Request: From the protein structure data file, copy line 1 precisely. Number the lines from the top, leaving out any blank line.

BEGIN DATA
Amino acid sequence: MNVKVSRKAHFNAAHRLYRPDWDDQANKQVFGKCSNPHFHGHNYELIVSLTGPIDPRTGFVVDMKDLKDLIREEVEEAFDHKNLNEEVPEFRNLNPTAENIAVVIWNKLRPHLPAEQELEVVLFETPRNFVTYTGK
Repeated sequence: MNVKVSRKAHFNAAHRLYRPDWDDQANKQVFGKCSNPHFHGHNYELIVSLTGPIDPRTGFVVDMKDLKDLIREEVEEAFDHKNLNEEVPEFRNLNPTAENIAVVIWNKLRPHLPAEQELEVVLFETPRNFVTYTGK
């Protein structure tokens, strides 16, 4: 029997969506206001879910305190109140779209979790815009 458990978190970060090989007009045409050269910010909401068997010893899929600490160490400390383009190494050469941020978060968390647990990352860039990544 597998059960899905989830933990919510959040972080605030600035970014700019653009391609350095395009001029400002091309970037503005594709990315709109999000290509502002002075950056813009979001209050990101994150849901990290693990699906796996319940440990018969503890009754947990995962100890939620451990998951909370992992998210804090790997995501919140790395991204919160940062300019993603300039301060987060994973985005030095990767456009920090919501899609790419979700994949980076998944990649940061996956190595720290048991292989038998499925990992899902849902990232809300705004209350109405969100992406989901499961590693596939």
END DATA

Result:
Amino acid sequence: MNVKVSRKAHFNAAHRLYRPDWDDQANKQVFGKCSNPHFHGHNYELIVSLTGPIDPRTGFVVDMKDLKDLIREEVEEAFDHKNLNEEVPEFRNLNPTAENIAVVIWNKLRPHLPAEQELEVVLFETPRNFVTYTGK